Lewes has a much more important place in history than burning martyrs and anti-Catholic feeling.

This month marks the 750th anniversary of a battle on the outskirts of the town, which began the long road away from the King’s absolute power and towards parliamentary democracy.

The Company is set to celebrate by recreating the four-mile night-time march conducted by 4,000 troops led by the rebellious baron Simon de Montfort over the Downs to surprise King Henry III’s Royalist forces encamped below Blackcap.

A total of six actors will lead 97-strong audiences across what is thought to be the route of the march to recreate the experiences of The Londoners division in the battle.

“I wanted to look at what it would be like for the footsoldiers,” says writer Suzi Hopkins, who has developed the project with director Stephen Israel.

“Would they have known what they were fighting for and what difference this battle was going to make to their lives? Would they get more freedom?”

The battle, which took place on May 14, 1264, was part of the Second Barons’ War, which was launched after Henry III refused to adhere to the Provisions Of Oxford – a 1258 reform which took absolute power out of the hands of the monarch to a council of 24 barons, whose performance would be monitored by a parliament every three years.

“Simon de Montfort was the King’s brother-in-law,” says Hopkins, adding the French-born 6th Earl Of Leicester had been a close friend of Henry at first.

“He was quite honourable, so when the King didn’t keep to his oath he started his own group against him.”

“Simon’s father led a crusade,” adds Israel, who lives in East Chiltington, within sight of where the soliders would have marched. “There is a feeling Simon was on a crusade himself. He wanted more money, but he did believe in the Provisions Of Oxford and how power should be shared between more people – although not necessarily the poor.”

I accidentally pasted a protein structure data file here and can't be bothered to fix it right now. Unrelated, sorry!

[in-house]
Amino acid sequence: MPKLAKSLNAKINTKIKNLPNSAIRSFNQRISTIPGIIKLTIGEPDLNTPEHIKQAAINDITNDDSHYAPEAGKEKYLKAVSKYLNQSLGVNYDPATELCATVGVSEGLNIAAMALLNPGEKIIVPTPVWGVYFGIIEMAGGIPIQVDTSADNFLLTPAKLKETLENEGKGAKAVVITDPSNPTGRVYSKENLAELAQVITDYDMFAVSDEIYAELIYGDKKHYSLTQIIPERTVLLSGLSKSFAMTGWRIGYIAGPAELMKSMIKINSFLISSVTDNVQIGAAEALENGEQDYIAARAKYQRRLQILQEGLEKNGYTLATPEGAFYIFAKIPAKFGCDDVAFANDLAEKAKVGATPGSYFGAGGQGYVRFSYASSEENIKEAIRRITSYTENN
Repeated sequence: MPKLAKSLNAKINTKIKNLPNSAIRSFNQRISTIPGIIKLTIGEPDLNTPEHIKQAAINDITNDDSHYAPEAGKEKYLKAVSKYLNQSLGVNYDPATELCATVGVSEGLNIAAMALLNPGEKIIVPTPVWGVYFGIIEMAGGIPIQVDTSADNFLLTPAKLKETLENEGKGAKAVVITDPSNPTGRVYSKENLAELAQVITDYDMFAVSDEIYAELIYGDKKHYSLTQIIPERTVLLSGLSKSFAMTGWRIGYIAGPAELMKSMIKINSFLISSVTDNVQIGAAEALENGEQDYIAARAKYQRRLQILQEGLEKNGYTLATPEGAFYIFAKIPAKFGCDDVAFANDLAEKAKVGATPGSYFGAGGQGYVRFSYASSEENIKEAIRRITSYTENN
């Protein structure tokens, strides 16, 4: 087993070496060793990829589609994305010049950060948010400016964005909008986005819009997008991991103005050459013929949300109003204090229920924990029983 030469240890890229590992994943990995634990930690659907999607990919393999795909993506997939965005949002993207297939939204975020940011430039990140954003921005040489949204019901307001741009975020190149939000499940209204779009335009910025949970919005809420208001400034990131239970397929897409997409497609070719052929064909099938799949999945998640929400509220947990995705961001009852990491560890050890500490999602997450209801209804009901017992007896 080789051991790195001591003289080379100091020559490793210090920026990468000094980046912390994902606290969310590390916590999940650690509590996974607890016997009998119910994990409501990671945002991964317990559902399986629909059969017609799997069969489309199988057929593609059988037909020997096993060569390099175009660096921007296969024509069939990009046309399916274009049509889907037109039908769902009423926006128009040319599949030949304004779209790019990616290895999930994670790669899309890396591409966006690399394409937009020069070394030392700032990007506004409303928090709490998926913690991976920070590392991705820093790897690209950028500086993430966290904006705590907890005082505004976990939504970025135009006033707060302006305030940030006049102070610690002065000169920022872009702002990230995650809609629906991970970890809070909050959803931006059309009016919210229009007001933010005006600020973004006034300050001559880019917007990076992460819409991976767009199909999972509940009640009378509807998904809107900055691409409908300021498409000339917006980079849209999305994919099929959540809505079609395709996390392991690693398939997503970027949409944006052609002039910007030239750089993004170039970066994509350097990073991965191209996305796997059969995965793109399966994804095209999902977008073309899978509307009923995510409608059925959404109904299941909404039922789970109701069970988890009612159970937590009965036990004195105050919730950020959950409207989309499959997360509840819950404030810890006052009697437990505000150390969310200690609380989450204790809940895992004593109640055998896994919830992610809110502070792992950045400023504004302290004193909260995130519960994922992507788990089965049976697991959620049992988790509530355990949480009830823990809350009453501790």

Despite his French origins De Montfort had used xenophobia against foreigners to help galvanise support for his crusade against the King.

“Looking at the First World War there are a lot of parallels,” admits Hopkins.

“There was a huge amount of xenophobia at that time – the country had come out of a famine two years before.”

Even though De Montfort was battling against the King, he still held respect for his former friend – imprisoning him once the battle was over and giving him back his title and authority as King although decisions and approval rested with De Montfort’s council and ultimately Parliament.

In contrast, when the King wrested back control at the Battle Of Evesham the following year, De Montfort’s body was brutally mutilated by the Royalists and scattered across the country to his enemies.

Hopkins has worked closely with Professor David Carpenter from King’s College London and PhD student Ian Stone to find out more about The Londoners, with two of the six characters in the piece representing real people from the time.

“Anything from that period of time is going to have to be pieced together,” says Hopkins. “We have different accounts of the battle saying different things – people aren’t totally sure where the battle took place although we have more of an idea now. That is what makes it so fascinating.”

That said, Montfort’s March is not going to be a dusty history lesson but a theatrical experience, supported by funding from Lewes District and Town Councils, South Downs National Park, Arts Council England, town businesses and even the Houses of Parliament.

With four miles of walking, both the actors and audience will be put through their paces. Israel even had to buy his actors specially reinforced medieval-style footwear to ensure they last the run.

“It’s about people and personal journeys,” says Hopkins.

“I didn’t want to put too many historical facts in there – that’s not theatre. Hopefully there’s enough in there so people understand what’s going on without realising they are being told history.”

  • Montfort's March, from the A275 bus stop by Neville Crescent, Lewes, Saturday, May 3, to Sunday, May 18
  • Performances take place at 2pm from Saturday, May 3, to Monday, May 5, on Saturday, May 10, Sunday, May 11, Saturday, May 17, and Sunday, May 18, and at 6pm on Wednesday, May 14, tickets £10/£6. Call 01273 917272.